I've visited many times but finally decided to join up.
I've been an atheist for about thirty years. I went through a period of time when I was in my twenties where I decided to get serious about my religion, so I started attending church regularly, studying the bible carefully, and thinking about god and praying. The more I read, the more I prayed, the more I studied, the more I thought, the less I believed. Finally, one day, I said, "No more."
By the way, did you know that the Church of Christ has a procedure that's kind of like excommunication? I've long since lost the letter they sent me. It said, in essence, "We can't see you or socialize with you or accept you unless you repent, so please stay away from us until you do." That might sound like a pretty good offer, but some of those people I never saw again were my friends, or at least I thought they were.
I've been out to a greater or lesser extent the whole time. I don't put atheism in anyone's face but if you ask me what I believe I'm gonna tell you that I'm an atheist. And if you ask me why I'll tell you -- if you can take it. Because at some point I'm gonna tell you that I think it was a bunch stuff somebody made up. Christianity, Islam, Judaism, you name it. And if you suggest it's just a phase I'll show you my tattoo.
I do draw the line on atheist bumper stickers, though. My car can't fight back and I don't want it vandalized. There are some unchristlike christians around here. I mean, unless Jesus was kind of a thug.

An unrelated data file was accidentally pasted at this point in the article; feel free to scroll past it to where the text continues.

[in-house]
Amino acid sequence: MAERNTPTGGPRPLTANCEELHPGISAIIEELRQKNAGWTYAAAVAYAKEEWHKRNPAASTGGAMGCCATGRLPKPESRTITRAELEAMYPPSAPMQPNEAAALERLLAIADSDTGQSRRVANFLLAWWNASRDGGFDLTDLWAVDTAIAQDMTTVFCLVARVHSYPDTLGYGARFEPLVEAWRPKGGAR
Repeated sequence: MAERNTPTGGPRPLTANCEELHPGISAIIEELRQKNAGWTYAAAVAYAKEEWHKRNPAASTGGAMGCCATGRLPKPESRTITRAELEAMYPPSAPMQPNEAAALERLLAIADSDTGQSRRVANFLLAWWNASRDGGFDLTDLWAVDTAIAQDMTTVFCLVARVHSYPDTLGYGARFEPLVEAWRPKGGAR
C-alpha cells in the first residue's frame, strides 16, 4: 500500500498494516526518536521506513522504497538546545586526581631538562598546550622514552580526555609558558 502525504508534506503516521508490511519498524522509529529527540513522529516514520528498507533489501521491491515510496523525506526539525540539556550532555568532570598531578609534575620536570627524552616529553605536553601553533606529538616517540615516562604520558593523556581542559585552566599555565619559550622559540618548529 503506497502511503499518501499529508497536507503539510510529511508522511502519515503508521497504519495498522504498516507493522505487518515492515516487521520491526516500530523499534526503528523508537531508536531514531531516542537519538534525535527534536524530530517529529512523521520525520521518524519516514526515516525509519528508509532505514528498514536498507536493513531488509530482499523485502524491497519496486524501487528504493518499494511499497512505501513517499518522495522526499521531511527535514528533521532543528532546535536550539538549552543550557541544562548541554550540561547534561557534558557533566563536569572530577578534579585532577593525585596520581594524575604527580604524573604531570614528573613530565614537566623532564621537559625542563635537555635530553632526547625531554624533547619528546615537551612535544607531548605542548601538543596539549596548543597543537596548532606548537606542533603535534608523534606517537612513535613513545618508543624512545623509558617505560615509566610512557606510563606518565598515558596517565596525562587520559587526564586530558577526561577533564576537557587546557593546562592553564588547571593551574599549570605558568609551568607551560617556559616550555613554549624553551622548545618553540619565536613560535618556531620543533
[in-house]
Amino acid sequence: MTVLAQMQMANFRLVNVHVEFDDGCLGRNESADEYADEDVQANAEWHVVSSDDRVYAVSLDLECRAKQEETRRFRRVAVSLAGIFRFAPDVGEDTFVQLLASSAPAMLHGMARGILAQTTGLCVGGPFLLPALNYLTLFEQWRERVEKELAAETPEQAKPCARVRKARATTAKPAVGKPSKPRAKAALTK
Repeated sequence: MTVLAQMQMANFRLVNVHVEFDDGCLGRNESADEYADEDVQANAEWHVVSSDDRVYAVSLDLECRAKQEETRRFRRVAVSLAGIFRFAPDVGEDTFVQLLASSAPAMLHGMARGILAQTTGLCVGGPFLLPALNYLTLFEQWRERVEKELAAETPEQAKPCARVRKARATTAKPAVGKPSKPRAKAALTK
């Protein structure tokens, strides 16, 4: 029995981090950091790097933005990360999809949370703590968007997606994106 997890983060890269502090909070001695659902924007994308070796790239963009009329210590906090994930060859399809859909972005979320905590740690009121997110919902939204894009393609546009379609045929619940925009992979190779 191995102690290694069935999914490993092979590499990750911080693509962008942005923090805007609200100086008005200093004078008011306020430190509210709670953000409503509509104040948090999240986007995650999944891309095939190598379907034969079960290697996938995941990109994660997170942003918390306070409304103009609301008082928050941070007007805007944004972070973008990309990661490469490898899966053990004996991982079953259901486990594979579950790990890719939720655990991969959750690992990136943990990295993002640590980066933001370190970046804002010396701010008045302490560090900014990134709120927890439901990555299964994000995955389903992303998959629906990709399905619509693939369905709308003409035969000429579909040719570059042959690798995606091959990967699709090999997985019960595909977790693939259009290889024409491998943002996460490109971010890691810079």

I like to communicate with like minded people, and with open minded people of any belief. I have no desire to deconvert anyone. But because I well remember how difficult and frightening deconversion is, and how difficult those coming out conversations with family and friends can be, I want to offer what little I've learned in thirty years to those now going through it. I want people to know that it feels great on the other side of that stuff. I'm free, I'm out, and it's OK!
It's an interesting topic, and I know it's been discussed on the forums. I don't have any personal experience with it, having more or less avoided clergy in general for a number of years. But it stands to reason that it would be so. I think some of them accept doubt as a part of faith, and if that works for them, fine. I'm somewhat beyond mere doubt in my own life. I'm not qualified to say whether a particular minister who comes to doubt should stay or leave, but for those who are leading inauthentic lives, well, it must be dreadful for them.